Cancer may be detected when symptoms, such as a lump or growth, are recognized by a patient or doctor. After a cancer is detected, it still must be carefully diagnosed. A diagnosis identifies the specific type of cancer.
How is cancer diagnosed?
Diagnosing cancer involves tests that provide details about the presence of abnormal cells in the body. More information about these cells must be gathered in order to identify them as malignant (cancerous) or non-malignant (benign or not cancerous), and if they are malignant, to determine the degree of cancerous cells present.
There are many types of tests specifically designed to evaluate cancer:
- Observation of abnormal cells under a microscope (pathology and cytology)
- Diagnostic imaging such as x-rays, computed tomography (CT), positron emission test (PET) and magnetic resonance imaging (MRI)
- Blood tests
- Tumor marker tests that detect substances in blood, urine, or other tissues that occur in higher than normal levels with certain cancers (laboratory)
- Special laboratory evaluation of DNA (genetic information)
How does diagnosis determine treatment?
Information from the diagnostic tests is used to help determine the type and stage of a cancer. This information is then used by your doctors to help determine the recommended course of treatment.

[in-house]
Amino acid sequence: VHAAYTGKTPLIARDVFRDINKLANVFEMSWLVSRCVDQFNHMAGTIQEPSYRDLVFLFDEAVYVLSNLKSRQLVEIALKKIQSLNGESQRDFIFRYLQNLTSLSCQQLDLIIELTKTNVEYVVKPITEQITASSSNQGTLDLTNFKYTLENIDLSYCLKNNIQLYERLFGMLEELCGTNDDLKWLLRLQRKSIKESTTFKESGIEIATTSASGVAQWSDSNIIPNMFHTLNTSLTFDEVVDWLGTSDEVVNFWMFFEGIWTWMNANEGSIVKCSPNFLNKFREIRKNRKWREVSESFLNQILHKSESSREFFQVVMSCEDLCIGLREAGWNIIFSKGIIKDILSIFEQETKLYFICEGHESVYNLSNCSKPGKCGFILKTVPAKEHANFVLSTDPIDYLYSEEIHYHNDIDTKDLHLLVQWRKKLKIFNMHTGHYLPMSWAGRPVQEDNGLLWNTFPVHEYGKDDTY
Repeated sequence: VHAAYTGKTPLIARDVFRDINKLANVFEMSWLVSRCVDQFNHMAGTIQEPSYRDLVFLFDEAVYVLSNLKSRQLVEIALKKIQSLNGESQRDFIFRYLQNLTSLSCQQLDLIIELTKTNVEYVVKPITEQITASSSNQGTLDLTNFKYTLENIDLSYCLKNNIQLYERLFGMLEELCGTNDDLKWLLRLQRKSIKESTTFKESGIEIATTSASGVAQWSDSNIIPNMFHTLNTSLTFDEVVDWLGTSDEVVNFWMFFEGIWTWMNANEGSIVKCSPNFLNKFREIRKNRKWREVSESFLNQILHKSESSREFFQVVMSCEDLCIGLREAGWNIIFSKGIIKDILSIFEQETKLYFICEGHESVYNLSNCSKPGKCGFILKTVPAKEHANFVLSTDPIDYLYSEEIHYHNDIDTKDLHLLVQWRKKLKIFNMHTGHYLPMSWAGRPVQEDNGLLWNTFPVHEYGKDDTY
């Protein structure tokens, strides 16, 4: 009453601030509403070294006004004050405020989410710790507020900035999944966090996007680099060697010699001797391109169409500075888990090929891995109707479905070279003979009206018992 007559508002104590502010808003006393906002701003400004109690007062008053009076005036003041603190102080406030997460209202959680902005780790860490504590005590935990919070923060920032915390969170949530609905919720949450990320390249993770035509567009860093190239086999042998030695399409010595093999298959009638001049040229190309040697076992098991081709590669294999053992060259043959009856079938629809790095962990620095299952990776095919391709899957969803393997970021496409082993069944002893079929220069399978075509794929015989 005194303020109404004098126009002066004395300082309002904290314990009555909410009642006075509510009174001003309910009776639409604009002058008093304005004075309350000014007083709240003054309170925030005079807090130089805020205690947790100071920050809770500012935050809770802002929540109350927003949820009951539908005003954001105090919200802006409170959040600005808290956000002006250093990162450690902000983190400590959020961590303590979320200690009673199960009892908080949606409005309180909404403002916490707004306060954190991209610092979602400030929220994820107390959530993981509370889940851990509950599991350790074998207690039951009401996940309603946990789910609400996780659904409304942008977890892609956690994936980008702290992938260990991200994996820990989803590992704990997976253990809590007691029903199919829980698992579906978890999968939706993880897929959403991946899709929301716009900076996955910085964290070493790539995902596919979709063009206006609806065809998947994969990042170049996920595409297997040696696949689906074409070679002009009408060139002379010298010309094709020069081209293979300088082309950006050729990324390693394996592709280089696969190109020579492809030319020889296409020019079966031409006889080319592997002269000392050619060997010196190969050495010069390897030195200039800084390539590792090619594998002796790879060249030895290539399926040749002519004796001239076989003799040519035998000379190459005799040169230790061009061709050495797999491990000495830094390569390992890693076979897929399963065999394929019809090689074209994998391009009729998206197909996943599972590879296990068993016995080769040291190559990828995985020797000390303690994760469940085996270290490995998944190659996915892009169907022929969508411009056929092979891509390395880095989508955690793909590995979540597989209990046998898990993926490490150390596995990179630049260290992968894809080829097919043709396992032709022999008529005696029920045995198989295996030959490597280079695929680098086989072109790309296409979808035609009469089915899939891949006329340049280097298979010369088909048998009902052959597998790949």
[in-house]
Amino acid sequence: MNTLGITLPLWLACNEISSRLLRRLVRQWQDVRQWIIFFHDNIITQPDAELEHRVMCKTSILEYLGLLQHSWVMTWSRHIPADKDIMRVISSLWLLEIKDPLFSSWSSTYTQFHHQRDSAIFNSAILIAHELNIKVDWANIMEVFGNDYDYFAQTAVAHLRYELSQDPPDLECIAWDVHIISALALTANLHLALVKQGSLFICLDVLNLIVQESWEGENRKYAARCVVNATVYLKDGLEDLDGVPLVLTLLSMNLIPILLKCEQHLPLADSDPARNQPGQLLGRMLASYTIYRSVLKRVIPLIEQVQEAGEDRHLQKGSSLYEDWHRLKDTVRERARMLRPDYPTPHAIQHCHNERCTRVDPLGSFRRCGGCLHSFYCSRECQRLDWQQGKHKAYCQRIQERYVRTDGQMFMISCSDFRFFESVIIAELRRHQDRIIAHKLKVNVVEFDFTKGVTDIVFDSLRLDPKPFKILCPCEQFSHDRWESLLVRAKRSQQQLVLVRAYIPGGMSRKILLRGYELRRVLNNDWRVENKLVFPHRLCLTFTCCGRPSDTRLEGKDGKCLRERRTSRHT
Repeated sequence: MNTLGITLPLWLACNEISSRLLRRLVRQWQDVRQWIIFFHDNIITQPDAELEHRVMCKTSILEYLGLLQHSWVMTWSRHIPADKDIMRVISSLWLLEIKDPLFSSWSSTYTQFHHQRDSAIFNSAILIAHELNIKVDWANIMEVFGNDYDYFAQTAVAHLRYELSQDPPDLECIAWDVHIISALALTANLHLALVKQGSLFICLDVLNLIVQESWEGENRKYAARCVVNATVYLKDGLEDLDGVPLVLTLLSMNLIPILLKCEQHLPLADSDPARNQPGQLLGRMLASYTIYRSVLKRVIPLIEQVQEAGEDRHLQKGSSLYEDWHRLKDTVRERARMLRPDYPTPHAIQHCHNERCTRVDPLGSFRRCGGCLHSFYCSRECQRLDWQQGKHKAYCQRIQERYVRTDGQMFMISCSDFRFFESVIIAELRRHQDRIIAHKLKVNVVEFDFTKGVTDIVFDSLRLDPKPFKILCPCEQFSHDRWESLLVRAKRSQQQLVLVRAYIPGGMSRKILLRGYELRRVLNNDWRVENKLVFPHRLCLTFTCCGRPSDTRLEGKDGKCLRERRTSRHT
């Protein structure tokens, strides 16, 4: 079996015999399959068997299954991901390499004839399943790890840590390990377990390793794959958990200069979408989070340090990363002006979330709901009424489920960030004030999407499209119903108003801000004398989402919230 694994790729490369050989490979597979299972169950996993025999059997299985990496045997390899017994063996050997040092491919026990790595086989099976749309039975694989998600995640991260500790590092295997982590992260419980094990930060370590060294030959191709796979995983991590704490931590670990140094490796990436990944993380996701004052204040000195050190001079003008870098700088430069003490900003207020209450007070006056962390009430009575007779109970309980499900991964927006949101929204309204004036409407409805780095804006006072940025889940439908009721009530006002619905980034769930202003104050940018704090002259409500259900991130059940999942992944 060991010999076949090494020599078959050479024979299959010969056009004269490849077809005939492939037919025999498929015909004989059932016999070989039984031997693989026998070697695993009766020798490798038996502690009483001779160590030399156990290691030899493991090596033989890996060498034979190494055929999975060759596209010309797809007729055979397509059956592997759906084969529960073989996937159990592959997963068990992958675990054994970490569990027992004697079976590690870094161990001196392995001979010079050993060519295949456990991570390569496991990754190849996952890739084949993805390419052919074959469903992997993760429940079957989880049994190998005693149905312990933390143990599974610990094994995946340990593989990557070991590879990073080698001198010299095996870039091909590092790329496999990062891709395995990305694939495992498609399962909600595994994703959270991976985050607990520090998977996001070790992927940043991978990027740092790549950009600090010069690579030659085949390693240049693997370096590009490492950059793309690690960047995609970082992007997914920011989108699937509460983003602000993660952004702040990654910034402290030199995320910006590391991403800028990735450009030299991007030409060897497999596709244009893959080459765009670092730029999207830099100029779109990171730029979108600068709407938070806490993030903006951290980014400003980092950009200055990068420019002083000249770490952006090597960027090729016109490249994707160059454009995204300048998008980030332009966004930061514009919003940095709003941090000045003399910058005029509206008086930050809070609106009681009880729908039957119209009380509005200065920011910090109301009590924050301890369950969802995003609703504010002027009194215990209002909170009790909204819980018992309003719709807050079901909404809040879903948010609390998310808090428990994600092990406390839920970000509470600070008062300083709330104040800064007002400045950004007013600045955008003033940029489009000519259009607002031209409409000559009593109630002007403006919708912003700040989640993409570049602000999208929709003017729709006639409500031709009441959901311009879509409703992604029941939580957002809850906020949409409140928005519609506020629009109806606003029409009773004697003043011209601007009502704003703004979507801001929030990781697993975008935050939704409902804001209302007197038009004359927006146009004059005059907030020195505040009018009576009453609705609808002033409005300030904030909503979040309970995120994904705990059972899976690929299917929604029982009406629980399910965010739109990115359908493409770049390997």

How is prognosis determined?
The probable course and/or outcome of the cancer is called the prognosis. Identifying factors that indicate a better or worse prognosis may help you and your doctor plan your treatment. Some factors that may determine prognosis include:
- Level of physical fitness
- Size of the cancer
- Stage of the cancer
- Aggressiveness of the cancer (cancer cells that are growing and dividing rapidly are considered more aggressive)
- Genetic make-up of the cancer
Your doctor will evaluate all possible factors to determine your prognosis. While prognosis is certainly relevant it is also important to remember that every person has a unique cancer experience that cannot ever be fully predicted. Some patients have found the classic cancer essay by Stephen Jay Gould helpful in putting prognosis in perspective. We hope you find some comfort in it, too.